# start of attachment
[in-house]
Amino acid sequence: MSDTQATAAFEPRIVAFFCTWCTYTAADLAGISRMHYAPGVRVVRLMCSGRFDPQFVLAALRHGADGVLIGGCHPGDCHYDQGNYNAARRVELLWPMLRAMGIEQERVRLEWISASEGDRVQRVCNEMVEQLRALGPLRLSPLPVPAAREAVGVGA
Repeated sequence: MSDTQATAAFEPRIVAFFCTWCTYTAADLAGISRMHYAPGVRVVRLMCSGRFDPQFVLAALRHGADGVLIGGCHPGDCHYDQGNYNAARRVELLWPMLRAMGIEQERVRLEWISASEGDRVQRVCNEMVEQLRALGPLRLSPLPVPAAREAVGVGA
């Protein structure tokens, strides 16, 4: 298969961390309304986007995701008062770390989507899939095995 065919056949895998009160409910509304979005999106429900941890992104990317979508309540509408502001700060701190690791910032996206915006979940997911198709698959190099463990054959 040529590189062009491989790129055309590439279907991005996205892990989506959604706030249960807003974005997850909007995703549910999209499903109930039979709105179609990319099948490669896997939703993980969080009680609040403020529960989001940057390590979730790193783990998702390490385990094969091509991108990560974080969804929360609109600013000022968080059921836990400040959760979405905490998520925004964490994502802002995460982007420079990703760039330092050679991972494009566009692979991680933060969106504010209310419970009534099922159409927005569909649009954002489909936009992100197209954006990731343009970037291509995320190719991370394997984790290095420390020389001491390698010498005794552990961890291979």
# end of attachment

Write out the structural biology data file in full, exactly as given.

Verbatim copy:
[in-house]
Amino acid sequence: MSDTQATAAFEPRIVAFFCTWCTYTAADLAGISRMHYAPGVRVVRLMCSGRFDPQFVLAALRHGADGVLIGGCHPGDCHYDQGNYNAARRVELLWPMLRAMGIEQERVRLEWISASEGDRVQRVCNEMVEQLRALGPLRLSPLPVPAAREAVGVGA
Repeated sequence: MSDTQATAAFEPRIVAFFCTWCTYTAADLAGISRMHYAPGVRVVRLMCSGRFDPQFVLAALRHGADGVLIGGCHPGDCHYDQGNYNAARRVELLWPMLRAMGIEQERVRLEWISASEGDRVQRVCNEMVEQLRALGPLRLSPLPVPAAREAVGVGA
């Protein structure tokens, strides 16, 4: 298969961390309304986007995701008062770390989507899939095995 065919056949895998009160409910509304979005999106429900941890992104990317979508309540509408502001700060701190690791910032996206915006979940997911198709698959190099463990054959 040529590189062009491989790129055309590439279907991005996205892990989506959604706030249960807003974005997850909007995703549910999209499903109930039979709105179609990319099948490669896997939703993980969080009680609040403020529960989001940057390590979730790193783990998702390490385990094969091509991108990560974080969804929360609109600013000022968080059921836990400040959760979405905490998520925004964490994502802002995460982007420079990703760039330092050679991972494009566009692979991680933060969106504010209310419970009534099922159409927005569909649009954002489909936009992100197209954006990731343009970037291509995320190719991370394997984790290095420390020389001491390698010498005794552990961890291979």